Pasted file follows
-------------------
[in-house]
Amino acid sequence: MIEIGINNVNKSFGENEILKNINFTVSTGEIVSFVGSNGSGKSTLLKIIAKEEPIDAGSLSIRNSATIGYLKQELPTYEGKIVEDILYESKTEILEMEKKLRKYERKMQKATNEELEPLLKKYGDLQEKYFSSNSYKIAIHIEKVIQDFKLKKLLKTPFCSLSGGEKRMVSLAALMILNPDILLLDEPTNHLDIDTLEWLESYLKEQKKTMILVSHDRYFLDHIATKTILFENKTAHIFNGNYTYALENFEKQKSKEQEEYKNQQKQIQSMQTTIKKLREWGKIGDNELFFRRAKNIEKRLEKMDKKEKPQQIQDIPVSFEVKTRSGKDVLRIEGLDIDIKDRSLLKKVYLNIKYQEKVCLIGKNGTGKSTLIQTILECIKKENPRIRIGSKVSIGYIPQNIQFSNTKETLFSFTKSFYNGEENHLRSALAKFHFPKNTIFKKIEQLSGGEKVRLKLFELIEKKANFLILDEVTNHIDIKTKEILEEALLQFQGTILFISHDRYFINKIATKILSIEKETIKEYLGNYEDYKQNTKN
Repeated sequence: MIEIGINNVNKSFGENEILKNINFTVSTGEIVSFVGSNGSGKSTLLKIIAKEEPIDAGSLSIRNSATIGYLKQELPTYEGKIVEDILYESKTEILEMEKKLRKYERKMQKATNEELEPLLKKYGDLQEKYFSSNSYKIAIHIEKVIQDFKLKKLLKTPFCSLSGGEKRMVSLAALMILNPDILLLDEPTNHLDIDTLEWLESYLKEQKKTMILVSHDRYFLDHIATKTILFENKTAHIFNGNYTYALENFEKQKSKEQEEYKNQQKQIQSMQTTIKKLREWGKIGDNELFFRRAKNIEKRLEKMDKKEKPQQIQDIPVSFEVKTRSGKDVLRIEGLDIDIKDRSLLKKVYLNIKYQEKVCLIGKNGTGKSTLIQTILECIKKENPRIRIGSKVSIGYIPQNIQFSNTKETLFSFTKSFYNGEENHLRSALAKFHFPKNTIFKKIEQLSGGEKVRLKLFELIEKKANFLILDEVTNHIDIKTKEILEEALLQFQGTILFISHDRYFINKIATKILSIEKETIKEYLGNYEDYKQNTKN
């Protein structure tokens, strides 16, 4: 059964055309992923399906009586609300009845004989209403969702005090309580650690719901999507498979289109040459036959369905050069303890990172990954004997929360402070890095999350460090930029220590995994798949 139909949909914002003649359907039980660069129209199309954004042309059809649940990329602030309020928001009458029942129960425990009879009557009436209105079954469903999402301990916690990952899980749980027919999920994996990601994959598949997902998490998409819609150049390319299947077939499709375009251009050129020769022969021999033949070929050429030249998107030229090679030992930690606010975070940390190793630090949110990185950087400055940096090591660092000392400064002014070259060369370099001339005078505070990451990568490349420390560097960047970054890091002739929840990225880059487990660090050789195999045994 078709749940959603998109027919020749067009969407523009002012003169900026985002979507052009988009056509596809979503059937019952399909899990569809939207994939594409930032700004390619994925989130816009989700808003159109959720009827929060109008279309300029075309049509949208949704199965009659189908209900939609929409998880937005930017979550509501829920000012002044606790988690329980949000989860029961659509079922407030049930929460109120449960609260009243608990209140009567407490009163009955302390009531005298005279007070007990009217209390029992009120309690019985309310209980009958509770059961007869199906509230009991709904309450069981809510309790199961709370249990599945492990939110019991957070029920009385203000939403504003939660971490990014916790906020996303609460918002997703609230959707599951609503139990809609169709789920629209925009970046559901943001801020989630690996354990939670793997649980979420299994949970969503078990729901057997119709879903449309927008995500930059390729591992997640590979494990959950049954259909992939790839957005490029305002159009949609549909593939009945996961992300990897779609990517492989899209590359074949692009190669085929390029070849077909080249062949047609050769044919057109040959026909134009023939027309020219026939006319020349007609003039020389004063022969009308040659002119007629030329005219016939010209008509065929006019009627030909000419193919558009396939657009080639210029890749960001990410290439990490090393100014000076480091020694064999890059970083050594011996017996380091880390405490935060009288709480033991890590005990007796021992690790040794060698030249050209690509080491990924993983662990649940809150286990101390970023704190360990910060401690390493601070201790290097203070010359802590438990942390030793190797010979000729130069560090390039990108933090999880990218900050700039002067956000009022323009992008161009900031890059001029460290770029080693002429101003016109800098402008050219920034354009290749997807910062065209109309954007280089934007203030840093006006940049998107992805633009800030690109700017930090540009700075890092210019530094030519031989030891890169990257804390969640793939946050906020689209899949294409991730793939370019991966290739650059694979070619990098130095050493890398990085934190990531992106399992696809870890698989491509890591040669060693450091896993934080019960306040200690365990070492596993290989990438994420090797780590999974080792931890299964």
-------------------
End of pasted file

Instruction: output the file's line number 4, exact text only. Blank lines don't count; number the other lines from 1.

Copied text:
């Protein structure tokens, strides 16, 4: 059964055309992923399906009586609300009845004989209403969702005090309580650690719901999507498979289109040459036959369905050069303890990172990954004997929360402070890095999350460090930029220590995994798949 139909949909914002003649359907039980660069129209199309954004042309059809649940990329602030309020928001009458029942129960425990009879009557009436209105079954469903999402301990916690990952899980749980027919999920994996990601994959598949997902998490998409819609150049390319299947077939499709375009251009050129020769022969021999033949070929050429030249998107030229090679030992930690606010975070940390190793630090949110990185950087400055940096090591660092000392400064002014070259060369370099001339005078505070990451990568490349420390560097960047970054890091002739929840990225880059487990660090050789195999045994 078709749940959603998109027919020749067009969407523009002012003169900026985002979507052009988009056509596809979503059937019952399909899990569809939207994939594409930032700004390619994925989130816009989700808003159109959720009827929060109008279309300029075309049509949208949704199965009659189908209900939609929409998880937005930017979550509501829920000012002044606790988690329980949000989860029961659509079922407030049930929460109120449960609260009243608990209140009567407490009163009955302390009531005298005279007070007990009217209390029992009120309690019985309310209980009958509770059961007869199906509230009991709904309450069981809510309790199961709370249990599945492990939110019991957070029920009385203000939403504003939660971490990014916790906020996303609460918002997703609230959707599951609503139990809609169709789920629209925009970046559901943001801020989630690996354990939670793997649980979420299994949970969503078990729901057997119709879903449309927008995500930059390729591992997640590979494990959950049954259909992939790839957005490029305002159009949609549909593939009945996961992300990897779609990517492989899209590359074949692009190669085929390029070849077909080249062949047609050769044919057109040959026909134009023939027309020219026939006319020349007609003039020389004063022969009308040659002119007629030329005219016939010209008509065929006019009627030909000419193919558009396939657009080639210029890749960001990410290439990490090393100014000076480091020694064999890059970083050594011996017996380091880390405490935060009288709480033991890590005990007796021992690790040794060698030249050209690509080491990924993983662990649940809150286990101390970023704190360990910060401690390493601070201790290097203070010359802590438990942390030793190797010979000729130069560090390039990108933090999880990218900050700039002067956000009022323009992008161009900031890059001029460290770029080693002429101003016109800098402008050219920034354009290749997807910062065209109309954007280089934007203030840093006006940049998107992805633009800030690109700017930090540009700075890092210019530094030519031989030891890169990257804390969640793939946050906020689209899949294409991730793939370019991966290739650059694979070619990098130095050493890398990085934190990531992106399992696809870890698989491509890591040669060693450091896993934080019960306040200690365990070492596993290989990438994420090797780590999974080792931890299964």